https://www.readbyqxmd.com/read/28638629/pathophysiology-of-copeptin-in-kidney-disease-and-hypertension
#6
REVIEW
Baris Afsar
Copeptin is derived from the cleavage of the precursor of arginine vasopressin (AVP), produced in an equimolar ratio in hypothalamus and processed during axonal transport AVP is an unstable peptide and has a short half-life of 5-20 min. Unlike AVP, copeptin is a stable molecule and can easily be measured. Recent evidence suggest that increased copeptin levels have been associated with worse outcomes in various clinical conditions including chronic kidney disease (CKD) and hypertension. In this review, the data regarding copeptin with kidney function (evaluated as glomerular filtration rate, increased albumin/protein excretion or both) and hypertension with regard to performed studies, prognosis and pathogenesis was summarised...
2017: Clinical Hypertension
https://www.readbyqxmd.com/read/28637751/ifit2-is-a-restriction-factor-in-rabies-virus-pathogenicity
#7
Benjamin M Davis, Volker Fensterl, Tessa M Lawrence, Andrew W Hudacek, Ganes C Sen, Matthias J Schnell
Understanding the interactions between rabies virus (RABV) and individual host cell proteins is critical for the development of targeted therapies. Here we report that Interferon-induced protein with tetratricopeptide repeats 2 (Ifit2), an interferon-stimulated gene (ISG) with possible RNA-binding capacity, is an important restriction factor for rabies virus. When Ifit2 was depleted, RABV grew more quickly in mouse neuroblastoma in vitro This effect was replicated in vivo, where Ifit2 knockout mice displayed a dramatically more severe disease phenotype than wild-type after intranasal inoculation of RABV...
June 21, 2017: Journal of Virology
https://www.readbyqxmd.com/read/28636662/differential-regulation-of-polarized-synaptic-vesicle-trafficking-and-synapse-stability-in-neural-circuit-rewiring-in-caenorhabditis-elegans
#8
Naina Kurup, Dong Yan, Karina Kono, Yishi Jin
Neural circuits are dynamic, with activity-dependent changes in synapse density and connectivity peaking during different phases of animal development. In C. elegans, young larvae form mature motor circuits through a dramatic switch in GABAergic neuron connectivity, by concomitant elimination of existing synapses and formation of new synapses that are maintained throughout adulthood. We have previously shown that an increase in microtubule dynamics during motor circuit rewiring facilitates new synapse formation...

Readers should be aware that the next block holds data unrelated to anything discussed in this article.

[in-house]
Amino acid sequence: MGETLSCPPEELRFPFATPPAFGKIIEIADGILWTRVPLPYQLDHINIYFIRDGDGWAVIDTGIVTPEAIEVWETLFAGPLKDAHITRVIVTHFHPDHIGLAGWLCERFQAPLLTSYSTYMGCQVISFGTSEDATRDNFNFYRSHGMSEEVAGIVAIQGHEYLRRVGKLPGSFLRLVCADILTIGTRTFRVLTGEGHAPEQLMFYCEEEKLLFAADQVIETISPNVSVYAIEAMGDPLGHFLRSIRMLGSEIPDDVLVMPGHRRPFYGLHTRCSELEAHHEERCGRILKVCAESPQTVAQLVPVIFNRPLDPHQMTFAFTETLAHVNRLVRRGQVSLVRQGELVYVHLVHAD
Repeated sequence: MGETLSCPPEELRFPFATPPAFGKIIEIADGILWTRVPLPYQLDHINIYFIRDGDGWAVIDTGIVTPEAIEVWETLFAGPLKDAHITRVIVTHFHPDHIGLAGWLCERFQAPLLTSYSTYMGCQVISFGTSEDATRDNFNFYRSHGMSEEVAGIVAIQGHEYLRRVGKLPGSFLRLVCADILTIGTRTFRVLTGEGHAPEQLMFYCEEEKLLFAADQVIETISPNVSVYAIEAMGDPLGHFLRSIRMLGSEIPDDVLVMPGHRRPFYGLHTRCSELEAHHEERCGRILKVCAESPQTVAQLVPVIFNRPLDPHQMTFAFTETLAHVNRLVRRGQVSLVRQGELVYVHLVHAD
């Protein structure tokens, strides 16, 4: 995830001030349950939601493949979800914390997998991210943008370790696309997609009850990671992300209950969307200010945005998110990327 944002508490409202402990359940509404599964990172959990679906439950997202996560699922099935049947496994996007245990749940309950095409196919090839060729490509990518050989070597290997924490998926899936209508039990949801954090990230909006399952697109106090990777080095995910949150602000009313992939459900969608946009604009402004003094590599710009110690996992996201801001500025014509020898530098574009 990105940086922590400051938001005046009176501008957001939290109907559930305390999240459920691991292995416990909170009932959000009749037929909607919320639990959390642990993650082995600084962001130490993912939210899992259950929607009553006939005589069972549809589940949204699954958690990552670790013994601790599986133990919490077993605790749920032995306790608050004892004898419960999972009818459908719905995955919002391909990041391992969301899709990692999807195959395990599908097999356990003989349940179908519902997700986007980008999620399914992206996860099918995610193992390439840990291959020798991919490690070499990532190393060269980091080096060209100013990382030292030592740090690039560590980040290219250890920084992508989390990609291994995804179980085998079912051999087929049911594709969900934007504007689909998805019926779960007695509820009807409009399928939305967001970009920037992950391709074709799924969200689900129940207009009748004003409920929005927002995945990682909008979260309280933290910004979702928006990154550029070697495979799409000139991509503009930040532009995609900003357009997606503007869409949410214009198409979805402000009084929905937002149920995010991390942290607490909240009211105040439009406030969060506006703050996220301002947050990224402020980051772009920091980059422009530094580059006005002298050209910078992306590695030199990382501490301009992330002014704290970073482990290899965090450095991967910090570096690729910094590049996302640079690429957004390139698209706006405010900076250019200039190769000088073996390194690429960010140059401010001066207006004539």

June 21, 2017: PLoS Genetics
https://www.readbyqxmd.com/read/28633045/mrna-transport-local-translation-in-neurons
#9
REVIEW
Caspar Glock, Maximilian Heumüller, Erin M Schuman
Neurons are amongst the most structurally complex cells and exhibit a high degree of spatial compartmentalization. Also, neurons exhibit rapid and dynamic signaling by processing information in a precise and, sometimes, spatially-restricted manner. The signaling that occurs in axons and dendrites necessitates the maintenance and modification of their local proteomes. Local translation of mRNAs into protein is one solution that neurons use to meet synaptic demand and activity. Here we review some of the key findings and recent discoveries that have shaped our understanding of local translation in neuronal function and highlight important new techniques that might pave the way for new insights...
June 17, 2017: Current Opinion in Neurobiology
https://www.readbyqxmd.com/read/28630892/disruption-of-the-axonal-trafficking-of-tyrosine-hydroxylase-mrna-impairs-catecholamine-biosynthesis-in-the-axons-of-sympathetic-neurons
#10
Armaz Aschrafi, Anthony E Gioio, Lijin Dong, Barry B Kaplan
Tyrosine hydroxylase (TH) is the enzyme that catalyzes the rate-limiting step in the biosynthesis of the catecholamine neurotransmitters. In a previous communication, evidence was provided that TH mRNA is trafficked to the axon, where it is locally translated. In addition, a 50-bp sequence element in the 3'untranslated region (3'UTR) of TH mRNA was identified that directs TH mRNA to distal axons (i.e., zip-code). In the present study, the hypothesis was tested that local translation of TH plays an important role in the biosynthesis of the catecholamine neurotransmitters in the axon and/or presynaptic nerve terminal...